The researchers detail their work in a recent issue of Bioinspiration and Biomimetics.
“Essentially, we recreated all the key features that squids use for high-speed swimming,” said Michael T. Tolley, one of the paper’s senior authors and a professor in the Department of Mechanical and Aerospace Engineering at UC San Diego. “This is the first untethered robot that can generate jet pulses for rapid locomotion like the squid and can achieve these jet pulses by changing its body shape, which improves swimming efficiency.”
This squid robot is made mostly from soft materials such as acrylic polymer, with a few rigid, 3D printed and laser cut parts. Using soft robots in underwater exploration is important to protect fish and coral, which could be damaged by rigid robots. But soft robots tend to move slowly and have difficulty maneuvering.
The research team, which includes roboticists and experts in computer simulations as well as experimental fluid dynamics, turned to cephalopods as a good model to solve some of these issues. Squid, for example, can reach the fastest speeds of any aquatic invertebrates thanks to a jet propulsion mechanism.
Their robot takes a volume of water into its body while storing elastic energy in its skin and flexible ribs. It then releases this energy by compressing its body and generates a jet of water to propel itself.
At rest, the squid robot is shaped roughly like a paper lantern, and has flexible ribs, which act like springs, along its sides. The ribs are connected to two circular plates at each end of the robot. One of them is connected to a nozzle that both takes in water and ejects it when the robot’s body contracts. The other plate can carry a water-proof camera or a different type of sensor.
Engineers first tested the robot in a water testbed in the lab of Professor Geno Pawlak, in the UC San Diego Department of Mechanical and Aerospace Engineering. Then they took it out for a swim in one of the tanks at the UC San Diego Birch Aquarium at the Scripps Institution of Oceanography.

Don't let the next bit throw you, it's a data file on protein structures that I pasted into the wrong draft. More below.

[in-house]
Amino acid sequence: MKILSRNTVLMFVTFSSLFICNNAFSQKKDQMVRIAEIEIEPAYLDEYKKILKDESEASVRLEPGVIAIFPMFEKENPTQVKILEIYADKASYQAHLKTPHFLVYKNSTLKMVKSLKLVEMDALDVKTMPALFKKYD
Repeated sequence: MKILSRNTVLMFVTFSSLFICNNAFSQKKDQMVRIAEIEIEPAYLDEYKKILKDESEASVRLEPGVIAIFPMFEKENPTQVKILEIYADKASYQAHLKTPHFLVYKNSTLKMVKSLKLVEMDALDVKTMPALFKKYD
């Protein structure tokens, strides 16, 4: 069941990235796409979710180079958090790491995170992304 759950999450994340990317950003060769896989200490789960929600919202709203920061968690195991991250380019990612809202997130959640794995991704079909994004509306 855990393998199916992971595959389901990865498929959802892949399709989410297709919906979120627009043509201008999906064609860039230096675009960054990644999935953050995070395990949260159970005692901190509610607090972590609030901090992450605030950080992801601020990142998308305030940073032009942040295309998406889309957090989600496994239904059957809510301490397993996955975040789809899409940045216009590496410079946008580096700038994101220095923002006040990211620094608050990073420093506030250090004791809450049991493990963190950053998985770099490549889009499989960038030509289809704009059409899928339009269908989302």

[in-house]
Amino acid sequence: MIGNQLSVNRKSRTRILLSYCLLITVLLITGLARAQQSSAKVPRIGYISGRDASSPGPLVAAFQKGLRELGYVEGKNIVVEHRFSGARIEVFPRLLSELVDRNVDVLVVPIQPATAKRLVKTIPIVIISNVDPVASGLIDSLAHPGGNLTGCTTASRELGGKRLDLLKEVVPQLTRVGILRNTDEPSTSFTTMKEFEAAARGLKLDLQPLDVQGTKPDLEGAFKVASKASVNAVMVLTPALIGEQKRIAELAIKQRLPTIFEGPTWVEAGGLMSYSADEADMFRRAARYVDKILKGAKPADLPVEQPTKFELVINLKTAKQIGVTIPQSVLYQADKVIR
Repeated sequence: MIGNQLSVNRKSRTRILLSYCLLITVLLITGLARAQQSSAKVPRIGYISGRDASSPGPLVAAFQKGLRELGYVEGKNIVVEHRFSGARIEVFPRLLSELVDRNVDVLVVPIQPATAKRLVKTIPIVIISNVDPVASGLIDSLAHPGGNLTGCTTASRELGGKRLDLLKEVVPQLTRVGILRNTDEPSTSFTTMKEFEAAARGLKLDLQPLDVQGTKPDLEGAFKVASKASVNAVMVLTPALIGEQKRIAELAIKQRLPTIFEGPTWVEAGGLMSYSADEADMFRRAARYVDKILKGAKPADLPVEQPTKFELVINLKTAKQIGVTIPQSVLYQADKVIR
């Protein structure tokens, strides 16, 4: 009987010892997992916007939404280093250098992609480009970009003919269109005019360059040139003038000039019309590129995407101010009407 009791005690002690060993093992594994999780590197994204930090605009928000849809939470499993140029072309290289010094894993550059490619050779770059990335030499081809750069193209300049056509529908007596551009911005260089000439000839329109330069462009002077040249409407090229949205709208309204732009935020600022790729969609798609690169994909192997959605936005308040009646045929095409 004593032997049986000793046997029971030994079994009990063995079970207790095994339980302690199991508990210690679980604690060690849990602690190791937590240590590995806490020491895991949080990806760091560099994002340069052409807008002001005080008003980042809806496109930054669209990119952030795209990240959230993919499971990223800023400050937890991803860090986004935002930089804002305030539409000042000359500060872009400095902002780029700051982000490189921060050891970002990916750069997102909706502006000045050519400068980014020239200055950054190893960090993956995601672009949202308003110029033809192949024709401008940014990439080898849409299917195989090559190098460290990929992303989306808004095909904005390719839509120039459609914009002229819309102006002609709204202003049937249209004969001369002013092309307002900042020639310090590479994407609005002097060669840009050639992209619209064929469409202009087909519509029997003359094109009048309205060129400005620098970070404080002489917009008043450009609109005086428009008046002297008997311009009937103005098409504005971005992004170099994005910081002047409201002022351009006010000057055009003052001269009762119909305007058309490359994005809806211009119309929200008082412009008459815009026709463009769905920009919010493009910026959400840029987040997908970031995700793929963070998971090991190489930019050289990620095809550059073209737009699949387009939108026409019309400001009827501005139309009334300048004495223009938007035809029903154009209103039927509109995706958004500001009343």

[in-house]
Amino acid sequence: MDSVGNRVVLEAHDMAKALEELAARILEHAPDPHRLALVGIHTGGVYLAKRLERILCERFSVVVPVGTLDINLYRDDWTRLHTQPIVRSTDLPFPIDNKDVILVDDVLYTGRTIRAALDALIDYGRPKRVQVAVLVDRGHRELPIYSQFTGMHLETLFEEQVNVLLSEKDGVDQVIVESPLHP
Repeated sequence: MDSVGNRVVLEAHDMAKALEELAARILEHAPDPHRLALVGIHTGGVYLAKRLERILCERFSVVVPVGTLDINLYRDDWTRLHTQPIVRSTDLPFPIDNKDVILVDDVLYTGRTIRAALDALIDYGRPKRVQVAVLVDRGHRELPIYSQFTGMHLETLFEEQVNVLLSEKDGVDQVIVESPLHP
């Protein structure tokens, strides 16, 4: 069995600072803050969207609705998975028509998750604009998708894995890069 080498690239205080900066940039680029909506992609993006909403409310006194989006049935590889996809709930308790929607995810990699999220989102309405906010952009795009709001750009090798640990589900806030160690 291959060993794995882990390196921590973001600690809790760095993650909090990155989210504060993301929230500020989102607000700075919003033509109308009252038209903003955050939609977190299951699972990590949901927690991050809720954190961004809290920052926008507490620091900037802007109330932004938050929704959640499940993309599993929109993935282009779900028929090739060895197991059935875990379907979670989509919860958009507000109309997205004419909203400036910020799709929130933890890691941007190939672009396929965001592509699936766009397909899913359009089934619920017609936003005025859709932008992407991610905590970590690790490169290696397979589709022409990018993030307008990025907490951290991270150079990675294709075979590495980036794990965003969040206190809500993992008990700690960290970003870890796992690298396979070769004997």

They demonstrated that the robot could steer by adjusting the direction of the nozzle. As with any underwater robot, waterproofing was a key concern for electrical components such as the battery and camera.They clocked the robot’s speed at about 18 to 32 centimeters per second (roughly half a mile per hour), which is faster than most other soft robots.
“After we were able to optimize the design of the robot so that it would swim in a tank in the lab, it was especially exciting to see that the robot was able to successfully swim in a large aquarium among coral and fish, demonstrating its feasibility for real-world applications,” said Caleb Christianson, who led the study as part of his Ph.D. work in Tolley’s research group. He is now a senior medical devices engineering at San Diego-based Dexcom.
Researchers conducted several experiments to find the optimal size and shape for the nozzle that would propel the robot. This in turn helped them increase the robot’s efficiency and its ability to maneuver and go faster. This was done mostly by simulating this kind of jet propulsion, work that was led by Professor Qiang Zhu and his team in the Department of Structural Engineering at UC San Diego. The team also learned more about how energy can be stored in the elastic component of the robot’s body and skin, which is later released to generate a jet.